The counterbend phenomenon in flagellar axonemes and cross-linked filament bundles
KAUST Grant NumberKUK-C1-013-04
Permanent link to this recordhttp://hdl.handle.net/10754/671349
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AbstractRecent observations of flagellar counterbend in sea urchin sperm show that the mechanical induction of curvature in one part of a passive flagellum induces a compensatory countercurvature elsewhere. This apparent paradoxical effect cannot be explained using the standard elastic rod theory of Euler and Bernoulli, or even the more general Cosserat theory of rods. Here, we develop a geometrically exact mechanical model to describe the statics of microtubule bundles that is capable of predicting the curvature reversal events observed in eukaryotic flagella. This is achieved by allowing the interaction of deformations in different material directions, by accounting not only for structural bending, but also for the elastic forces originating from the internal cross-linking mechanics. Large-amplitude static configurations can be described analytically, and an excellent match between the model and the observed counterbend deformation was found. This allowed a simultaneous estimation of multiple sperm flagellum material parameters, namely the cross-linking sliding resistance, the bending stiffness, and the sperm head junction compliance ratio. We further show that small variations on the empirical conditions may induce discrepancies for the evaluation of the flagellar material quantities, so that caution is required when interpreting experiments. Finally, our analysis demonstrates that the counterbend emerges as a fundamental property of sliding resistance in cross-linked filamentous polymer bundles, which also suggests that cross-linking proteins may contribute to the regulation of the flagellar waveform in swimming sperm via counterbend mechanics.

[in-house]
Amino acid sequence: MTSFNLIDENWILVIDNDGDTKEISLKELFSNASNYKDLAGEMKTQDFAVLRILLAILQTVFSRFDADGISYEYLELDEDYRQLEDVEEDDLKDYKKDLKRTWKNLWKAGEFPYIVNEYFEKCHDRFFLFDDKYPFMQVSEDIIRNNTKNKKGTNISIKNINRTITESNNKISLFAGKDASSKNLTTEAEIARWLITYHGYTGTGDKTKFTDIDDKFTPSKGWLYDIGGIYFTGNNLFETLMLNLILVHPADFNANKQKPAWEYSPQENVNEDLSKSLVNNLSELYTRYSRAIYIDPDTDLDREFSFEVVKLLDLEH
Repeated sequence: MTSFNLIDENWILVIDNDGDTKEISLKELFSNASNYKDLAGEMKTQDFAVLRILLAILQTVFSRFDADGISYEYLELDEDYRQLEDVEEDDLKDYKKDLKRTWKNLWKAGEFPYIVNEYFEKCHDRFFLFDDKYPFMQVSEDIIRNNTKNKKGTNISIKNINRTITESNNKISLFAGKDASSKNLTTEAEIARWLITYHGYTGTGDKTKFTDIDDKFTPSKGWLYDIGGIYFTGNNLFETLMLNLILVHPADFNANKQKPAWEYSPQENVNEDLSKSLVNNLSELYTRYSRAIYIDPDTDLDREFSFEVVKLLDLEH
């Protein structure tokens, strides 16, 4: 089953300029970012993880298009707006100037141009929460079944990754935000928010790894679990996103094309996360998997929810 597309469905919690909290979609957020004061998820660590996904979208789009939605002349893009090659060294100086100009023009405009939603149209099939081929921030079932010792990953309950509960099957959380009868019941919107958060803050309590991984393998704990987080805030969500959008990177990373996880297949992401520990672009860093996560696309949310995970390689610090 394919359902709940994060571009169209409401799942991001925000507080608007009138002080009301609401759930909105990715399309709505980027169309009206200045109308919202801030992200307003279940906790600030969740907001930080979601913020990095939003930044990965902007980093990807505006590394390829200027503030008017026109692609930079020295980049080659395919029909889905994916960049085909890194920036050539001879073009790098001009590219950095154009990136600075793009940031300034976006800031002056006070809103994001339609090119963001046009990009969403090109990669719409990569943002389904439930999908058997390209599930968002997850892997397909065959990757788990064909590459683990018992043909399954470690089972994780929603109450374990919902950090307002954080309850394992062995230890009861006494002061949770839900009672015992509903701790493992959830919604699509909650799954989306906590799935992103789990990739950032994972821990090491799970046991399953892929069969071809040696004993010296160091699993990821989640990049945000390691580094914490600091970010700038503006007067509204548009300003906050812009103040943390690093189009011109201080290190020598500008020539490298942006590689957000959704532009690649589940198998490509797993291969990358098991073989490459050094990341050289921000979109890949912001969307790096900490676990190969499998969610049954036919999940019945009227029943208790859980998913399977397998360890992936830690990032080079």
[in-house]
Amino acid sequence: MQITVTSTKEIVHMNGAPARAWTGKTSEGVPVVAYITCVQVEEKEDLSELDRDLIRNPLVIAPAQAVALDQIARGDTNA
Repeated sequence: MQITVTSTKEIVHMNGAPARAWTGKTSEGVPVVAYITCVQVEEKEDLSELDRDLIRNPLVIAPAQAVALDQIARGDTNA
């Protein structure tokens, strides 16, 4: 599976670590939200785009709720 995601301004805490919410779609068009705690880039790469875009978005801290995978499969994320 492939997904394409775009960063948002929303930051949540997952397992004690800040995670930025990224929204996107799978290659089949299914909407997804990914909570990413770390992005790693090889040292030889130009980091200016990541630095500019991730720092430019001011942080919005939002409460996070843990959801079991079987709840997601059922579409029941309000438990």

CitationGadelha, H., Gaffney, E. A., & Goriely, A. (2013). The counterbend phenomenon in flagellar axonemes and cross-linked filament bundles. Proceedings of the National Academy of Sciences, 110(30), 12180–12185. doi:10.1073/pnas.1302113110
SponsorsWe thank C. B. Lindemann and K. A. Lesich for many helpful discussions and for providing details from sperm buckling experiments, including the micrographs analyzed in this work, and also gratefully acknowledge C. J. Brokaw for continued insight. H.G. thanks the CAPES Foundation (Grant BEX 4676/06-8); WYNG Foundation; and Trinity Hall, University of Cambridge. This publication is based on work supported, in part, by Award KUK-C1-013-04 from King Abdullah University of Science and Technology. A.G. is a Wolfson Royal Society Merit Holder and is supported by a Reintegration Grant under European Commission Framework VII.